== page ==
The Oregon Technology Business Center (OTBC) received the highest possible ranking in the Oregon Founder’s Study, a collaborative study performed by the Oregon Entrepreneurial Network (OEN) and Portland State University (PSU) Associate Professor Charla Mathwick.
“Based on that question, OTBC was ranked as one of the top providers of services to the local start-up community,” said Mathwick. "Founders have told me that the best advice for guiding their business often comes from fellow founders.” OTBC was rated among many mentors, but was the only incubator that received top honors, 3 out of a possible 3.
Read the full release at... Read more
Before you Pitch - Understand the JOBS Act
The parts of the Act that went into effect in September of 2013 have a big impact on how you verify whether an prospective investor actually does qualify as an accredited investor. That's just one of the considerations you'll need to understand before making any public pitch.
Lexus Nexus: Demo Days, Pitch Events and the New Reg D
GeekWire: ... Read more
Vivek Manoharan (Odd I/O) was the $1,000 winner, with Shashi Jain (Dongle Kong) winning the $300 runner-up prize.
Four startups were finalists, and they presented their pitches for the $1000 cash prize. They were:
NliteN (Andy Turudic). A cost- effective, LED-based light bulb.
Odd I/O (Vivek Manoharan). A STEM- focused educational device in the form of a sound-controlled robot. ... Read more
As usual, EDCO (Economic Development for Central Oregon) put on a great show at the 2013 Bend Venture Conference. The winner of the $250,000 investment was Nouvola. Ochoco Arms won the Concept stage prize of $10,000. One of the highlights of the show was Dino Vendetti's one hour "Fireside Chat" with serial entrepreneur Steve Blank.
Video of the Fireside Chat will be available soon on the Bend Venture Conference site - but meanwhile, you can hear audio of the interview below - together with my notes. If you're in a hurry, you can... Read more
Register now for the Hardware Pitch Event! We received some exciting applications and are reviewing them now. We're expecting a great collection of very interesting presentations. Join us on October 3 for something different: pitches that involve hardware!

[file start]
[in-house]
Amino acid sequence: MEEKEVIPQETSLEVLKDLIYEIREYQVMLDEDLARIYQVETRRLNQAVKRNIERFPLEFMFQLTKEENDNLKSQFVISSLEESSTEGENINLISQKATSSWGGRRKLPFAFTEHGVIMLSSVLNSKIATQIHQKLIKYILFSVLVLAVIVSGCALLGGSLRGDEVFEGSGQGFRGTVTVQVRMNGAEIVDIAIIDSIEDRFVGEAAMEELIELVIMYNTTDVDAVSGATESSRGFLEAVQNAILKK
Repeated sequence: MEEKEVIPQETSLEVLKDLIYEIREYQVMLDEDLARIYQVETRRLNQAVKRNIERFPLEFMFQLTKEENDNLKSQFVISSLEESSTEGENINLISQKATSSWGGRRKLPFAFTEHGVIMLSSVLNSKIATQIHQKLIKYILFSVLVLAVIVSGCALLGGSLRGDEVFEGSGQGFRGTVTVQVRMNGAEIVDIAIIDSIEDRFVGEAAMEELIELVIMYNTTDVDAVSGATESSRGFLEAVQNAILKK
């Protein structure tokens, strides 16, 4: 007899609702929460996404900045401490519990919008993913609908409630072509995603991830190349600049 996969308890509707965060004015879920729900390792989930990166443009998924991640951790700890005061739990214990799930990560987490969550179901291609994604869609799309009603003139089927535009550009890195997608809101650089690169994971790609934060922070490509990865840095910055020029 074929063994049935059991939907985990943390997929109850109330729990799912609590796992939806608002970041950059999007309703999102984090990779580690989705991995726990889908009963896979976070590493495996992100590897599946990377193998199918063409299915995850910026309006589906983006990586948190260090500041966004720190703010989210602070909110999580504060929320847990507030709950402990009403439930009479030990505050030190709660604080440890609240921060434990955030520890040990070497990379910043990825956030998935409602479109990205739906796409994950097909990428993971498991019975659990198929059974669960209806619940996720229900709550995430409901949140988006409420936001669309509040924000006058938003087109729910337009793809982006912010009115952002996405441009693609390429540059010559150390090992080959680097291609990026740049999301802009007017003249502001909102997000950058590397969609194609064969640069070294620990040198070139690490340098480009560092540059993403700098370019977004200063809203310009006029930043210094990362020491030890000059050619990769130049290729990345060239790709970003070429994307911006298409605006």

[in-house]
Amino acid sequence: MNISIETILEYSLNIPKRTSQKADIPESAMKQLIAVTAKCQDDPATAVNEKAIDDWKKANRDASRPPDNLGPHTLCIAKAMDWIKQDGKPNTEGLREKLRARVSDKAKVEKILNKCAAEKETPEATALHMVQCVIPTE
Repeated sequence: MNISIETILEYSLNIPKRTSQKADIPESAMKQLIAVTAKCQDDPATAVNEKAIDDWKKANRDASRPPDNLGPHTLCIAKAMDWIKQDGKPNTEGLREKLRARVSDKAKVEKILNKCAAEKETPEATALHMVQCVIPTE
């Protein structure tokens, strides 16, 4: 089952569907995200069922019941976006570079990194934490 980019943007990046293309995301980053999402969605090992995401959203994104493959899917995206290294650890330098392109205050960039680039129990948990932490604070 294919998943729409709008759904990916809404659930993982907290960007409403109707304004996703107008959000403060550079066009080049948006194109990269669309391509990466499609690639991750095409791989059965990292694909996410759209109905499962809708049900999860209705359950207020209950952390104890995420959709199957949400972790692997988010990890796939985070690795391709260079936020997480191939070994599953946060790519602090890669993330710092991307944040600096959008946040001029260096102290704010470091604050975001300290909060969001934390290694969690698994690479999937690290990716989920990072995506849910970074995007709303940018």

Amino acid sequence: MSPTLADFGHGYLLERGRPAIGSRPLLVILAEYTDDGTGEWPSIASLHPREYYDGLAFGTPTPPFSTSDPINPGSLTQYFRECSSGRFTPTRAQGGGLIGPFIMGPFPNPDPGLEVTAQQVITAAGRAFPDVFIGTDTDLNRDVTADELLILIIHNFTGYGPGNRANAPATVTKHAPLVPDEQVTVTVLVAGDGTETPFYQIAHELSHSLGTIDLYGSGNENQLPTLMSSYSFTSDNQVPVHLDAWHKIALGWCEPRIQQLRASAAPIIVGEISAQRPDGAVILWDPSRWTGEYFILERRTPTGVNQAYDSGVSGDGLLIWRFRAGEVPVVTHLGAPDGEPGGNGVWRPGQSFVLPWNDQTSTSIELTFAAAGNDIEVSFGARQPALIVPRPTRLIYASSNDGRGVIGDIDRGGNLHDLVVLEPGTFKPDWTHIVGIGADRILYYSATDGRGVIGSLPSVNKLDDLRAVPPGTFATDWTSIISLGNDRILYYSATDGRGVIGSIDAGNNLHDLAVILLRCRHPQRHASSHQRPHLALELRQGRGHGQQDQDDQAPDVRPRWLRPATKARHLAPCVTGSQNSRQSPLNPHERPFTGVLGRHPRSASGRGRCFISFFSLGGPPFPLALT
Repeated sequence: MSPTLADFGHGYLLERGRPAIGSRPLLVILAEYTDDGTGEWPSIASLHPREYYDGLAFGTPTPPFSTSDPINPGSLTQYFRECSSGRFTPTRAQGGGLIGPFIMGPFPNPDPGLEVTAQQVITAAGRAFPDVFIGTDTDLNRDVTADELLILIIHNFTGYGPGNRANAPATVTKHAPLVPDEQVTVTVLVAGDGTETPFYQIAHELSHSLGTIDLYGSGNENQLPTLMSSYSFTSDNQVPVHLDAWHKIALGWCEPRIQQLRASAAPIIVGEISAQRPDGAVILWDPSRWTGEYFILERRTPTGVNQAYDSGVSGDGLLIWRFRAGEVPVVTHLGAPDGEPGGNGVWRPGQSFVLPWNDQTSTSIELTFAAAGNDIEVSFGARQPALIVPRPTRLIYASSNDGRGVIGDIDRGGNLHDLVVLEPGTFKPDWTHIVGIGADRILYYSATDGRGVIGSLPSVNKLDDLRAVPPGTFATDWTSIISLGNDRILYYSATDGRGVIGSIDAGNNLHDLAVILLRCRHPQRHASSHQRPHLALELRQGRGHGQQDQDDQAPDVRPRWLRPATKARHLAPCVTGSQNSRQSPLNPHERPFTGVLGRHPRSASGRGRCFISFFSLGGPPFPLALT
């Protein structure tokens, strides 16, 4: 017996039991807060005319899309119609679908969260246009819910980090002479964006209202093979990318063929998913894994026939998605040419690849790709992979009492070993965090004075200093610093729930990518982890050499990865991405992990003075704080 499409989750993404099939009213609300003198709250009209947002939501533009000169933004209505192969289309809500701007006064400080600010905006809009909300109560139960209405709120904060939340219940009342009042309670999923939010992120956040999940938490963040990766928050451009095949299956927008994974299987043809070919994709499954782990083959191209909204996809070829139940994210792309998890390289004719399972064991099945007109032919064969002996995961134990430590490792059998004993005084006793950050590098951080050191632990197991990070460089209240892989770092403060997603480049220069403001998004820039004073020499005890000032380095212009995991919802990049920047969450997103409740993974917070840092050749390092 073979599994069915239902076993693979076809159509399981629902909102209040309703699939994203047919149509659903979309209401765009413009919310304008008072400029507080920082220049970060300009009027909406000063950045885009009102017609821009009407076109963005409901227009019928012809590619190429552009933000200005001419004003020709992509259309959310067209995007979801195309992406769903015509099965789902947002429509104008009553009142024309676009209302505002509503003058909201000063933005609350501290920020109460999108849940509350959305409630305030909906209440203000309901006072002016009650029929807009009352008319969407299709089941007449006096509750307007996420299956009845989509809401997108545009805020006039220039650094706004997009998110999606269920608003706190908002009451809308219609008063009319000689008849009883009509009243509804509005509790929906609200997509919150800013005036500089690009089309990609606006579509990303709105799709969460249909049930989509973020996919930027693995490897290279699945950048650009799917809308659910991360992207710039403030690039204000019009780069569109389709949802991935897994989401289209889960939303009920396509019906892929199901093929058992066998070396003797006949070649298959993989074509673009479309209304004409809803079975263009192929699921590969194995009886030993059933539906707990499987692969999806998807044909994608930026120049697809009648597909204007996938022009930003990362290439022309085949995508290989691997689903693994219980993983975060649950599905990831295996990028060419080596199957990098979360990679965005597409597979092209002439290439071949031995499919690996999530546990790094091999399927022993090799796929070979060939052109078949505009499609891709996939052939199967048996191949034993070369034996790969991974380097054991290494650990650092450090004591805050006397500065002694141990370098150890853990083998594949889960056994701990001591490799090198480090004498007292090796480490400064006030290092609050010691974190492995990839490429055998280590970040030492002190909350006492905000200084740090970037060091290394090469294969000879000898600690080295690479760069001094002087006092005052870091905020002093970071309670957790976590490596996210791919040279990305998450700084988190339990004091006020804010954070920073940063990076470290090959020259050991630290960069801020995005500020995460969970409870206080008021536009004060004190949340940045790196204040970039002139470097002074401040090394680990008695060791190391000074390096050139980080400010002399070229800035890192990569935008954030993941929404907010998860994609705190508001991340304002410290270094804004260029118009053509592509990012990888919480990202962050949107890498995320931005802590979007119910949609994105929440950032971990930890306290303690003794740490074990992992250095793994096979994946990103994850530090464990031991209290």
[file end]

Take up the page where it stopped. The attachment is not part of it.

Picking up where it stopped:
When: Oct. 3, 3pm to 5pm
Location: To be announced
To register, click here.
OTBC graduate Tau Science Corporation announced that it has been awarded a $1 million Department of Energy grant for the continued development of its proprietary FlashQE® technology. Work done through the award will help increase the lifetime and reliability of solar panels while decreasing the cost to consumers.
“The technology provides real-time device characterization in a manufacturing environment that is simply unobtainable by conventional means,” explains Gregory Horner, Chief Technology Officer, “This allows our customers to react quickly to process excursions and maximize the yield of their lines.”
Tau Science is helps accelerate the global adoption of Photovoltaic Solar by providing products which increase device efficiency,... Read more
How many startup incubators and/or accelerators are there in Oregon? Of course, it does depend on how exactly what you mean by incubator and accelerator. The terms are not exactly well defined. Being fairly flexible with the definitions, I count a total of 25 accelerators and incubators in the state.
Are there any that I missed? Check out the full list at this link, and let me know what's missing by posting a comment.
Note: this post was updated with additions that were pointed out in the comments.
A a recent Kauffman Foundation study takes a look at where startup density is increasing - and decreasing. Not surprisingly, Portland-Vancouver-Beaverton moved up from 1990 to 2010. (And it is nice that they included Portland's neighbors Vancouver and Beaverton in the category definition! But I digress...)
Oregon also showed great headway in the small-metro area findings:
As the study notes, Portland-Vancouver-Beaverton's startup activity didn't happen overnight:
A detailed analysis of all the metropolitan areas with high-technology startup densities is
beyond the scope of... Read more
Just prior to pitching to an angel group, an entrepreneur I know got feedback from one of the angels that he might want to reduce his forecast numbers, because they seemed too aggressive to be credible. So what does an entrepreneur do in such a situation?
The challenge, of course, is that different investors will give you different feedback, and you don't necessarily want to change your forecast (or other aspects of your business model) based on the feedback from one investor. The next investor might provide the opposite feedback!
In terms of financial forecasts, in reality, no sane investor will believe that your numbers are right. Your challenge is to convince them the those numbers "could happen", and that your team has a credible chance of making those numbers happen.
So if you have put together a solid, bottoms-up (assumptions based) forecast, and if you have one or two examples of startups in related markets having done as well as your forecast (... Read more